John Peter Zenger

John Peter Zenger trial

John Peter Zenger was an American publisher, editor, and journalist. Zenger is most famous for printing the first mathematics book in the New York colony. He is also known widely for helping to establish the idea of press freedom in the colonies with the aid of attorney Andrew Hamilton.

Zenger was born on October 26, 1697, in present-day Germany and immigrated to the United States at age 13 with his father and brother. During the trip, his father died, and Zenger, needing money, became an apprentice to William Bradford, who owned the Gazette. Zenger worked for Bradford for eight years before beginning his own weekly journal.

In 1719, Zenger married his first wife, Mary White, and moved to Chestertown, Maryland, but she died shortly after. Zenger was left with a baby son. After returning to New York, Zenger married Anna Maulist in 1722. They had five children together.

In 1725, Zenger and Bradford became business partners, but their partnership did not last. Many of the books Zenger published were religious English and Dutch texts and polemical tracts. In 1730, he also printed Venema’s Arithmetica, the first mathematics book in the New York Colony.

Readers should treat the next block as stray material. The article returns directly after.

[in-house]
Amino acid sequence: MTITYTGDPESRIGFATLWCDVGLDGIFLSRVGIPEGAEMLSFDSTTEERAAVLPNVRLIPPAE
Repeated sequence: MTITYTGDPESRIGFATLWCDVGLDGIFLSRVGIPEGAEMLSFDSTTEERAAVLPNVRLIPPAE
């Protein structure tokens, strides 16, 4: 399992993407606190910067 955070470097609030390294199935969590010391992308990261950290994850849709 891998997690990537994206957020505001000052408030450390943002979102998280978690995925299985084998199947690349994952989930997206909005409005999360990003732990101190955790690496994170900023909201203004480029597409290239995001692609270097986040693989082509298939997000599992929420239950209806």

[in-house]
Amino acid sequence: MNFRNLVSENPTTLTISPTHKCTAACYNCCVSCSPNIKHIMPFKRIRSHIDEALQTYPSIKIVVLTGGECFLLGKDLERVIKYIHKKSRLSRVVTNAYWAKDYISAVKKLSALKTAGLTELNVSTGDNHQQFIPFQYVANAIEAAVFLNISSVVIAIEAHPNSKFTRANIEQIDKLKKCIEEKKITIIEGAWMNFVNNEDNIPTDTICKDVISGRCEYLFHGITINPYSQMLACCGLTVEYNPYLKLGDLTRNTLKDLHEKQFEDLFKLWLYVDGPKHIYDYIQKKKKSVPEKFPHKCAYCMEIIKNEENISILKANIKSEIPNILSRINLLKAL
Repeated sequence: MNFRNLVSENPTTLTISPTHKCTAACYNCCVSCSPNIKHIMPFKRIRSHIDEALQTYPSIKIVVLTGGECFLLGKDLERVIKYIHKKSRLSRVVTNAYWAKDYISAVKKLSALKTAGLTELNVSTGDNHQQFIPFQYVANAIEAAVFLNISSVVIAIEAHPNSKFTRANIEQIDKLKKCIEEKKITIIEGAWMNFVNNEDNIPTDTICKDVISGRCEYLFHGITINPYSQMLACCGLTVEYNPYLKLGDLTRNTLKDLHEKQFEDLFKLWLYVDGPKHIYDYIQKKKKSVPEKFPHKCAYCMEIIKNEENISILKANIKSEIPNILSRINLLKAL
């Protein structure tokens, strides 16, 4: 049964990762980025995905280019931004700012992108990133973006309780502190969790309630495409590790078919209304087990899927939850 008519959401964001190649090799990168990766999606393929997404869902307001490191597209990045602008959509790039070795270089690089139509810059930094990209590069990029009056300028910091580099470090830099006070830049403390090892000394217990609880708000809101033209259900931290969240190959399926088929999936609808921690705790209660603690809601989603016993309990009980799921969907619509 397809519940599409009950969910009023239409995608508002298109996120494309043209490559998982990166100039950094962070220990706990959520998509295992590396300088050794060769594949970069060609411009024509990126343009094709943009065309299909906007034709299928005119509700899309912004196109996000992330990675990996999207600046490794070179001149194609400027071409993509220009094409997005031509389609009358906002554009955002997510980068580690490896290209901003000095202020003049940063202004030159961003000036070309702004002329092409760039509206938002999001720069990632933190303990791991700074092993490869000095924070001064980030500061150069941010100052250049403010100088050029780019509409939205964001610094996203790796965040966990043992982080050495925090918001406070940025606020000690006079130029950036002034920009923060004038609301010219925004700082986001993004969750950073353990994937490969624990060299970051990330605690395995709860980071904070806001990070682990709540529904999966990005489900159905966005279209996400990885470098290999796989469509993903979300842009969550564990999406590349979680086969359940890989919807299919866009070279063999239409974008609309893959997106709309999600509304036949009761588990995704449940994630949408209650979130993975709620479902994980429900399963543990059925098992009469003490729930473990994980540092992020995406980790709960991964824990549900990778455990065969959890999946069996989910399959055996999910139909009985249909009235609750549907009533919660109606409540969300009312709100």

Three years later, he was offered the opportunity to be printer and editor of the New York Weekly Journal, founded by James Alexander, a prominent lawyer. The journal expressed opposition toward the policies of the governor of the New York colony, William Cosby, who frequently imprisoned or disbarred those opposed him.

Wealthy New York lawyers and politicians such as William Smith and James Alexander had Zenger publish oppositional articles in his journal. Alexander wrote many of the editorials against Cosby. Zenger himself did not write many of the articles, but he knew the potential consequences for publishing them.

In 1734, as a result of his publication, Zenger was charged with seditious libel by the governor and imprisoned for nearly 10 months. During this time, Zenger’s wife ran the paper, which rallied support for Zenger’s case.

Both Smith and Alexander defended Zenger for the articles that were printed in the New York Weekly Journal. When the two attorneys accused Cosby of handpicking the two judges and the jury, their right to practice law was revoked.

The trial ended on August 5, 1735, when defense attorney Hamilton came to Zenger’s aid. Hamilton proved that Zenger could not be guilty of the charges because many of the accusations written in his journal about Cosby, although indeed seditious, were true. In this manner, Hamilton gained the sympathy of the court.

Zenger died on September 28, 1746, poor and leaving his wife to continue the paper. His eldest son, John, took over the paper from 1748 to 1751. It is believed that Zenger is buried in an unmarked grave in New York City at the Trinity Church cemetery.